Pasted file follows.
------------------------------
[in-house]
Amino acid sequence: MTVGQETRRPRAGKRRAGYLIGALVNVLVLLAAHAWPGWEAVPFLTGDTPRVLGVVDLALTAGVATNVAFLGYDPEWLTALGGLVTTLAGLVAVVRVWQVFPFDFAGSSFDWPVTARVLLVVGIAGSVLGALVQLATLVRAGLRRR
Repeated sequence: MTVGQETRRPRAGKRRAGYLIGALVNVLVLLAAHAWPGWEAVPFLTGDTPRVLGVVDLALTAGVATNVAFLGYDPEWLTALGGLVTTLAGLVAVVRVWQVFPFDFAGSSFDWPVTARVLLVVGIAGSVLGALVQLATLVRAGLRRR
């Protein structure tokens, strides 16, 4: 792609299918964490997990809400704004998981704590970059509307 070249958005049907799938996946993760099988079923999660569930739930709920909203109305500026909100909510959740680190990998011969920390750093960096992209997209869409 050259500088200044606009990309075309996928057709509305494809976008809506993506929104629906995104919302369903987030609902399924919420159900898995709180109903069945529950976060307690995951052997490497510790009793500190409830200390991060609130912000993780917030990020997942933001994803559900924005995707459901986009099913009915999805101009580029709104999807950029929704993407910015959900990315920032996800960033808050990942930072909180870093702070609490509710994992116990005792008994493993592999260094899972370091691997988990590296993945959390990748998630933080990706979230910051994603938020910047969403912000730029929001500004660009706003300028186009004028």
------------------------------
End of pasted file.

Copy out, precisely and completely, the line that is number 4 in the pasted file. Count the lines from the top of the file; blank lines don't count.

């Protein structure tokens, strides 16, 4: 792609299918964490997990809400704004998981704590970059509307 070249958005049907799938996946993760099988079923999660569930739930709920909203109305500026909100909510959740680190990998011969920390750093960096992209997209869409 050259500088200044606009990309075309996928057709509305494809976008809506993506929104629906995104919302369903987030609902399924919420159900898995709180109903069945529950976060307690995951052997490497510790009793500190409830200390991060609130912000993780917030990020997942933001994803559900924005995707459901986009099913009915999805101009580029709104999807950029929704993407910015959900990315920032996800960033808050990942930072909180870093702070609490509710994992116990005792008994493993592999260094899972370091691997988990590296993945959390990748998630933080990706979230910051994603938020910047969403912000730029929001500004660009706003300028186009004028």